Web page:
This time, with the Germans fully aware as to what was going to happen (no way could I rewrap this again), the Russians went for an even more risky plan (right on the objective) which pretty much relied on the Germans not reacting (possible, given that they were pinned, but not actually likely), and, indeed, ignored the umpire’s offer of a pause for a rethink.

So I think in this game we tested what could happen if you try a parachute assault without taking full account of what the enemy might do.

In terms of player response, the tests seem to have been successful … allowing some variations on the standard PBI game, and allowing us to use some of the other kit characteristic of battle on the eastern front, but less regularly wargamed (ski troops, parachute drops, aerosans, partisan attacks etc.) …

Chris K has promised an Eastern Front NQM game, soon,  however – so I suspect I should be painting trucks by now …

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War Games 01

I wasn’t sure which blog best suited this post, but as much of the exhibition content relates to 20th Century experience, I’m putting it here.

Some P.B.Eye-Candy regulars will have seen that the V&A/Museum of Childhood has just opened an exhibition on War Games – and that there was also lecture scheduled at the South Ken end of the organisation …

Well, a prior engagement meant I would be in town, so I went along.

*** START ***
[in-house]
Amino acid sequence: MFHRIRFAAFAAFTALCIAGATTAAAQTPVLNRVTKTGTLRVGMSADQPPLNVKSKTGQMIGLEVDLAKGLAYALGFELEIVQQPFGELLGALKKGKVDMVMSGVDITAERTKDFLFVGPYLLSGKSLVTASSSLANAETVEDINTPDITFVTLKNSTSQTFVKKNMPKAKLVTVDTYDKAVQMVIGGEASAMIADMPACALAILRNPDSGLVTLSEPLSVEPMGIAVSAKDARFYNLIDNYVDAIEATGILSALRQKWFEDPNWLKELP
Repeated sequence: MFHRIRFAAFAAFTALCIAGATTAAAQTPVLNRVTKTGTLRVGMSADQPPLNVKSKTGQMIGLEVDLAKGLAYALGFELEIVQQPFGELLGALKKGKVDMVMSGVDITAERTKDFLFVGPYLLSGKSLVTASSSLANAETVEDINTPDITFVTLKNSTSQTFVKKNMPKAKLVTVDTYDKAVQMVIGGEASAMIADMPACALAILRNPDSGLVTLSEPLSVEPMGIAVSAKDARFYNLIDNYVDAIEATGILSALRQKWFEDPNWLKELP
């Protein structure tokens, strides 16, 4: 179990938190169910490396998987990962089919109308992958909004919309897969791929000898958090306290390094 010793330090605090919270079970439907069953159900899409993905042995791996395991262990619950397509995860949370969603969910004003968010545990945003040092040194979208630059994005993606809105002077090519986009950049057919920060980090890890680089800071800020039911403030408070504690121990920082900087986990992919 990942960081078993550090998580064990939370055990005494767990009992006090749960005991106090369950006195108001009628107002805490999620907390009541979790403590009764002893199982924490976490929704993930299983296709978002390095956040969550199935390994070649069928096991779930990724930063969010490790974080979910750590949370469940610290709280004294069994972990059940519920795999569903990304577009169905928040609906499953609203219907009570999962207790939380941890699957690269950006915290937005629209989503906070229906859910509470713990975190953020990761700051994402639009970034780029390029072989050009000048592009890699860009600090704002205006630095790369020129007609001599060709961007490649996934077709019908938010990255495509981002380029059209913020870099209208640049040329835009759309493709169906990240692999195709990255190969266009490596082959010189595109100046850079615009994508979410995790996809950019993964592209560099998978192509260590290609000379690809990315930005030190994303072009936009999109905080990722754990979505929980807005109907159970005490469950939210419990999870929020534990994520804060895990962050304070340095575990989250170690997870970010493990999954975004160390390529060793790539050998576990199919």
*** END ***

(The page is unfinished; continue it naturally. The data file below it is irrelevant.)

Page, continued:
War Games 02

My visit started at the Victoria & Albert Museum for the lunchtime talk by curators Sarah Wood and Ieuan Hopkins who looked at how toy manufacturers have responded to changing attitudes towards war, and the impact war can have on children’s play.  On what was a beautiful summer’s day in London, the majority were outside, enjoying the sun …

War Games 03

(early June … and a rare beautiful day at the V&A)

… but for the few braving the indoors, there was a fascinating explanation about how the exhibition was put together and some highlights of what was there.    The curators were candid about society’s underlying concerns over war toys and their influence on young minds … but clear that the evidence is at best equivocal: children explore what they see in the adult world around them, and that has always included war.